Arashi: Castles of Sin is Ghost of Tsushima in VR
The blood on your face runs hotter and sweeter when you wield the sword yourself. Sword fighting has been a staple of video games for decades, and bef...
The blood on your face runs hotter and sweeter when you wield the sword yourself. Sword fighting has been a staple of video games for decades, and before that, it was fantasy role-playing games that did the same. But the addition of VR to the equation reminds us why we used to pick up sticks in the schoolyard, why we still tell stories of knights from times past. Many VR games struggle to distill the intricate actions required for video games down to the movement of your hands, but sword fighting is inherently intuitive. It is upon these simple yet exhilarating pleasures that Arashi: Castles of Sin is built.
Arashi was initially released in 2021 but is making a comeback later this year with a Final Cut version that offers faster and more responsive combat, intensified boss battles with new phases, and improved graphics. I had the opportunity to test this version at Gamescom, where it quickly became a surprising highlight of the show.
Most of the VR opportunities at Gamescom fell to me, TheGamer. I was the only one on our team who owned a headset, which, at least on paper, made me well-suited for the task. However, in practice, as the one with the most makeup, the largest earrings, and the thickest (read: only) glasses, I was not the VR player's dream that had been prophesied. While I had expected my experience with the medium to break through a barrier, it instead seemed to pose a hurdle. I was not impressed by the magic of virtual reality like a newcomer, and being already accustomed to the PS VR2, I did not expect much more than a bothersome affair from other headsets. But in the end, Arashi: Castles of Sin was still a damn good time, even if I had to hide my earrings to don a sweaty contraption that would wash away my makeup.
I felt actively engaged in the game rather than just standing around with a strange first-person perspective and wearing an uncomfortable headset. Set in a feudal Japanese backdrop, you assume the role of a samurai warrior who sneaks through camps and engages in warfare. Perhaps my favorite aspect of Arashi is that, despite its reliance on stealth mechanics, it firmly believes in the rule of cool. You have a dog that you can sic on enemies, and despite the usual VR glitches of it passing through objects and jumping around, it won't be detected as long as you remain hidden and don't let it sniff around randomly. And yes, of course, you can pet the dog. It feels much more authentic when you actually stroke it with your hand.
You can also use various samurai tools to swing from ledge to ledge, and as long as you remain out of sight, you'll stay undetected. Other stealth games can be too committed to realism, and when playing in VR, where things can get hectic, it makes the experience much smoother when you're given the leeway to likely remain undetected as long as you try to be quiet. However, the best application of this cool rule is that you can surprise your enemies and sneak up on them from behind, resulting in an instant deadly strike when you stab them in the back. This is accompanied by a cry of pain and a slow-motion fall to the ground.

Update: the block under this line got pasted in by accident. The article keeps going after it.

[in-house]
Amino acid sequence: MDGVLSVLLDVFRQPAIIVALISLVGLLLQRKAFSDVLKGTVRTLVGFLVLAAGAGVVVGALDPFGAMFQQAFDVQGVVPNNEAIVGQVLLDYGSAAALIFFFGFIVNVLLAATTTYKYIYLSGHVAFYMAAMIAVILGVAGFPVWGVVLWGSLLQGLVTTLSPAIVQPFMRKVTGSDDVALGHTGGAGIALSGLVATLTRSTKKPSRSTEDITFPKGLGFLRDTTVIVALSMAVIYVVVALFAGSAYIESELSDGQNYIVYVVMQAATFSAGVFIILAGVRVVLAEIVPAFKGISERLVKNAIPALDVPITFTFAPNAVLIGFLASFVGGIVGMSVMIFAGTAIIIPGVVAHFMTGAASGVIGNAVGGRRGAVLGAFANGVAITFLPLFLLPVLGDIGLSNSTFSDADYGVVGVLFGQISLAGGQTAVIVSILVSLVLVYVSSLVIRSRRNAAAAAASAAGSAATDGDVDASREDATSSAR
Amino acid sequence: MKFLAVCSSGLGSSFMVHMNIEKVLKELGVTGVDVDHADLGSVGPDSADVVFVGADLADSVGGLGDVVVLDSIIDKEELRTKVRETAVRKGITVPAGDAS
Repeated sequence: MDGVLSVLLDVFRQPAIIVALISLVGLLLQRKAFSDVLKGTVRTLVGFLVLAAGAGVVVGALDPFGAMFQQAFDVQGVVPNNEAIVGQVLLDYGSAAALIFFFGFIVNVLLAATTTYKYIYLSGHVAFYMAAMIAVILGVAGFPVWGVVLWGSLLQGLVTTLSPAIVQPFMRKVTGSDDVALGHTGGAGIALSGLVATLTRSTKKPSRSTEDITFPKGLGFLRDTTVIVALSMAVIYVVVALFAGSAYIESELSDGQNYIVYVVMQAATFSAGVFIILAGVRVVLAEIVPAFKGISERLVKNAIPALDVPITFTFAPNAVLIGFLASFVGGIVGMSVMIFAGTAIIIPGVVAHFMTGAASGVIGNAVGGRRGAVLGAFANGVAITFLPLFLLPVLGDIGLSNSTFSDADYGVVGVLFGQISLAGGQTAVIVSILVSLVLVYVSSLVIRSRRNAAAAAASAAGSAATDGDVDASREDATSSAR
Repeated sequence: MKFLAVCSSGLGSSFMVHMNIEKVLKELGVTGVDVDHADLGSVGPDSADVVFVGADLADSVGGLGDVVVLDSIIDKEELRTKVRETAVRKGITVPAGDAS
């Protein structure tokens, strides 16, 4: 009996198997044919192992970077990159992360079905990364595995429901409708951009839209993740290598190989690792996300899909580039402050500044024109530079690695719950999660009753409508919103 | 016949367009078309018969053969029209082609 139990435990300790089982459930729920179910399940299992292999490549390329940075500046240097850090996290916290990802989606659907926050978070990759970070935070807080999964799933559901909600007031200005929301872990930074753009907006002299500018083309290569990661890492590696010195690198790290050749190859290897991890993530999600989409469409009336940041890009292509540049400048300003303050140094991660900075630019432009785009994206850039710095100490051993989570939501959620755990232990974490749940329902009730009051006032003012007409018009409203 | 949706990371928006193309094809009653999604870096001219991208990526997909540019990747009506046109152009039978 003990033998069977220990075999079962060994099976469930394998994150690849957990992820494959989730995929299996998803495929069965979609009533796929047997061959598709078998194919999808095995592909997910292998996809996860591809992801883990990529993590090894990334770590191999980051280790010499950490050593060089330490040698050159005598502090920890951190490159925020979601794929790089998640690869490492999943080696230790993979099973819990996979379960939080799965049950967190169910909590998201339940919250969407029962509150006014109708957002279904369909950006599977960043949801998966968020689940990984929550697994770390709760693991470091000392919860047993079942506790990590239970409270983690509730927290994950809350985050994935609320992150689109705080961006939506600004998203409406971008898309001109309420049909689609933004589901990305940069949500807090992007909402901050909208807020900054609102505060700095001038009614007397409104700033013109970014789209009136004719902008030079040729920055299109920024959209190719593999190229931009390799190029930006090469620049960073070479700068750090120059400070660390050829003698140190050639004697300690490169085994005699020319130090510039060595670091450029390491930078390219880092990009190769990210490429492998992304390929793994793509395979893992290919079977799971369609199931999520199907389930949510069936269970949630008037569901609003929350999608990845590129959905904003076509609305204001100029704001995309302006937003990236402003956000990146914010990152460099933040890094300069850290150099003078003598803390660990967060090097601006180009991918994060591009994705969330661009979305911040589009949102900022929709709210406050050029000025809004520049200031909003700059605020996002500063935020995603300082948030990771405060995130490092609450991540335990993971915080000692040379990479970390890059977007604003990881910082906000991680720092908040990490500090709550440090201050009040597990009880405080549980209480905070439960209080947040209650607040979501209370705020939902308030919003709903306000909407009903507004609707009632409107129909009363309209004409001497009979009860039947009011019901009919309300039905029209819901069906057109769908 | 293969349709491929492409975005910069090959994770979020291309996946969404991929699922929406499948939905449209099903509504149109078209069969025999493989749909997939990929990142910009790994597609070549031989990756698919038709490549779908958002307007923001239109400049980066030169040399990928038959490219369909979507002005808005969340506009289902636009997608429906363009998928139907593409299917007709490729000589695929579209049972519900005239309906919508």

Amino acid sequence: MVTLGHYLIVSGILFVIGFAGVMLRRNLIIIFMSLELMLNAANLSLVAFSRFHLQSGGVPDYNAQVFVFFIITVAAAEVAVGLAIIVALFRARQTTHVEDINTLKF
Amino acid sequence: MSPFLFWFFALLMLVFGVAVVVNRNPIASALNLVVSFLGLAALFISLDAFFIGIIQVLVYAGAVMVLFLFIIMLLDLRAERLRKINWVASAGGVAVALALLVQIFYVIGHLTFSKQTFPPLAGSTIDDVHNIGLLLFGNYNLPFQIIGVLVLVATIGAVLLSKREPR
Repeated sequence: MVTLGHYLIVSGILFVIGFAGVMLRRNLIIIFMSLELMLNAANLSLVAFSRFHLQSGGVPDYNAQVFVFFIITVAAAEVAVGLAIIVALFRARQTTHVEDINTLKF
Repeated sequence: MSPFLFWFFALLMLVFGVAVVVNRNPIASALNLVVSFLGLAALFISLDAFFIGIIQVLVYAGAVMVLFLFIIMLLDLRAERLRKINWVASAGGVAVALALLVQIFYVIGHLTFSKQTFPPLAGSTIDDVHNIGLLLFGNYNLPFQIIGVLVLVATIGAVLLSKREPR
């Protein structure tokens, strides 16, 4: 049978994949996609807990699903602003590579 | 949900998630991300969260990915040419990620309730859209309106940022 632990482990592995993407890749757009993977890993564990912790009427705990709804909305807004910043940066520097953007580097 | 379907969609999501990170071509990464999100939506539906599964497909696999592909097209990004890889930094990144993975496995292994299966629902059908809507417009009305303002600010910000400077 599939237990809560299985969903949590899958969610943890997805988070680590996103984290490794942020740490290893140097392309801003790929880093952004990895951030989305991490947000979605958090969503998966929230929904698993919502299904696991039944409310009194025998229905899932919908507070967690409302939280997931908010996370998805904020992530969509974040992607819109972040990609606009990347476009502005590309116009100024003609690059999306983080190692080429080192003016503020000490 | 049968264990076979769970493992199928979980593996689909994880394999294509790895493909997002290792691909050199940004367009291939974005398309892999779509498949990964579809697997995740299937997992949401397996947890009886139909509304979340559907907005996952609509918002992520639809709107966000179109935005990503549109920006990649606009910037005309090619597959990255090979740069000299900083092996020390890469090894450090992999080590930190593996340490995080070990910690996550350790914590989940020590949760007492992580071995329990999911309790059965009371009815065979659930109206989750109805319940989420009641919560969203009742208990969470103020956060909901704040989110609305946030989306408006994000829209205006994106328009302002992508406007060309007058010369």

It can sometimes come across as a little offensive to say that Game A is good because it's like Game B, but Arashi: Castles of Sin is like Ghost of Tsushima in VR. Like most VR games, it moves through a tight and mostly linear sequence of climbing passages, bridges, and bases, but by allowing you to meticulously take down enemies rather than relying on overwhelming force, Arashi: Castles of Sin creates a Hollywood fantasy of the samurai experience. However, it's not just about one-hit kills and an invincible god mode - when facing enemies face-to-face, you engage in a dual-sword combat, with one hand in a defensive stance and the other striking and cutting in front.
You will understand the combat system immediately, but you will discover the right timing and which hand is best suited for each technique over time. The fact that you can involve your dog and even switch to a bow and arrow adds additional depth to the game without making it overly complicated. Of all the VR games I've played, Horizon: Call of the Mountain feels closest to transforming the AAA experience into something that works for VR - most other VR games either feel like their own genre or like regular games but with a silly, expensive hat. From what I've seen, Arashi: Castles of Sin poses the biggest challenge to Call of the Mountain.
Arashi: Castles of Sin - Final Cut is a great addition to the VR library and will be released later this year for Quest 2, Quest 3, and PS VR2. If you want to play Ghost of Tsushima in VR, this is as close as you will get - plus, you can even pet the dog.